Tag Archives: Foyle’s War

I wonder what the winning caption for this photo was:


From an interview with Margaret Atwood in the Calgary Herald:

Asked if she binge-watches series, Atwood said she does, but with boxed DVD sets.

“What we just finished was an English series called ‘Foyle’s War,’ set in (the Second World War). It’s very good,” she said.

She added with her signature wry wit: “People of our generation like it because we recognize all the outfits. We were there.”

“Foyle’s War” is a far cry from “The Handmaid’s Tale“, but each in its way is scarily relevant today at a time when the dark undercurrents of society are coming to the fore.





Sam managed to survive her bout with deadly infectious disease. The rest of us may not be so lucky, given Trump’s determination to cut programs vital to our ability to stem a pandemic, the real threat to national security.


These two.







There’s official incompetence of the sort Foyle routinely encounters, and then there’s Trump incompetence.

I don’t think we’ve reached peak Trump. The normal incompetent person flails and stammers and is embarrassed about it. But the true genius at incompetence like our president flails and founders and is too incompetent to realize his own incompetence. …Trump’s ignorance is not just an absence [of knowledge]; it is a rich, intricate and entirely separate universe of negative information, a sort of fertile intellectual antimatter with its own gravitational pull. – David Brooks, “The Coming Incompetence Crisis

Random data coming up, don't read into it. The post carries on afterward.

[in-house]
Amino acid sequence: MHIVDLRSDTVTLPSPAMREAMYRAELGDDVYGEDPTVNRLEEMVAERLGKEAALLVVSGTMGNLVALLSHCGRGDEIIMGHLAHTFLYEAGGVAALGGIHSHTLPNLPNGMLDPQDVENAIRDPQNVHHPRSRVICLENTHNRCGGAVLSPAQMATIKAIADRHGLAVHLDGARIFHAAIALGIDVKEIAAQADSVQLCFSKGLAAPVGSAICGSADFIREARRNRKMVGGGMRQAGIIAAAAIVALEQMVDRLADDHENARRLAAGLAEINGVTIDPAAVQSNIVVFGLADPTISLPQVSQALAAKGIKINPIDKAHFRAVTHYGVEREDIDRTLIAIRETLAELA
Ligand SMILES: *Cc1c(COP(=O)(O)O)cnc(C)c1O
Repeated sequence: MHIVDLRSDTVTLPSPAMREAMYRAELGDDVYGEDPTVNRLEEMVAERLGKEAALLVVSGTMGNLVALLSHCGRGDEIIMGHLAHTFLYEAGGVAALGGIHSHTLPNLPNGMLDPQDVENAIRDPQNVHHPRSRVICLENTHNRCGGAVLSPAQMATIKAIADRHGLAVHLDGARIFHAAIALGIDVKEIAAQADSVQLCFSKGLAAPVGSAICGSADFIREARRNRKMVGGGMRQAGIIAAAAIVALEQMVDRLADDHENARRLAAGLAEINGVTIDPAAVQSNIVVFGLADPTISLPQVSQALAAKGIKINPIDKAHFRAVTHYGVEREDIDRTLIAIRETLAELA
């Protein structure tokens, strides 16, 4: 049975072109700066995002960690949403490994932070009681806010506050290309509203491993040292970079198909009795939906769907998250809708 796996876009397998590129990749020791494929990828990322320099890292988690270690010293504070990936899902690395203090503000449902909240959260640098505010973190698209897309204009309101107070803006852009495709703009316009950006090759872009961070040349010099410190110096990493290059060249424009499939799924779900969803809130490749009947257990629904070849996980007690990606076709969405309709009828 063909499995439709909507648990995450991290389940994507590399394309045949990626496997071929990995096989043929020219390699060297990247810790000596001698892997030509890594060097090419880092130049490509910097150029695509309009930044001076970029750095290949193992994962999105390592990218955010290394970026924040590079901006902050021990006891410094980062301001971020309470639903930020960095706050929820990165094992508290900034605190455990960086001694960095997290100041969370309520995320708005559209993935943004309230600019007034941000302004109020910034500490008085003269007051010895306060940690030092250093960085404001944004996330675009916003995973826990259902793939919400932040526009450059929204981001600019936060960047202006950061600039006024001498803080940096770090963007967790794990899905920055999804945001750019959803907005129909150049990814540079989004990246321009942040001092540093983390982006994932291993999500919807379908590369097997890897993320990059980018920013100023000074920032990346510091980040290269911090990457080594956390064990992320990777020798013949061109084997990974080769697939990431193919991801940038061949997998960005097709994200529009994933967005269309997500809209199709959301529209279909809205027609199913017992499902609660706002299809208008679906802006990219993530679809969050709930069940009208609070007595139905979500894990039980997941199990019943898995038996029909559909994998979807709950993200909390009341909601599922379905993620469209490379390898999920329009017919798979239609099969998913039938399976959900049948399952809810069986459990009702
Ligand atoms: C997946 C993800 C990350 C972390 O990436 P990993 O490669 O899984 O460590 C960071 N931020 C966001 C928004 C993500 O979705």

In recognition of International Women’s Day…


The Women’s Land Army hostel offers Sam, Foyle, and Milner a bed for the night and a hearty meal. I wouldn’t have guessed that Foyle was the milk with dinner type.


Listed on eBay, TV Times, October 23-29, 2004 issue with gorgeous cover, Michael Kitchen as DCS Foyle.




In Plan of Attack Foyle inherited a mess, unlike the Colonel Blimp of the very worst sort who “presided” over today’s ridiculous press conference.





Under the new attorney general a fairly satisfactory result for the likes of Sgt. Calhoun will soon become as rare as a principled, unassuming detective with eyes as riveting as Michael Kitchen’s. How dispiriting that racists still pose a menace to society today and that legitimization of their beliefs by the current commander in chief (a man who insults our intelligence at every turn but somehow gets away with it) has emboldened them. As Aziz Ansari put it so eloquently in his plea to this segment of the population, “please go back to pretending“.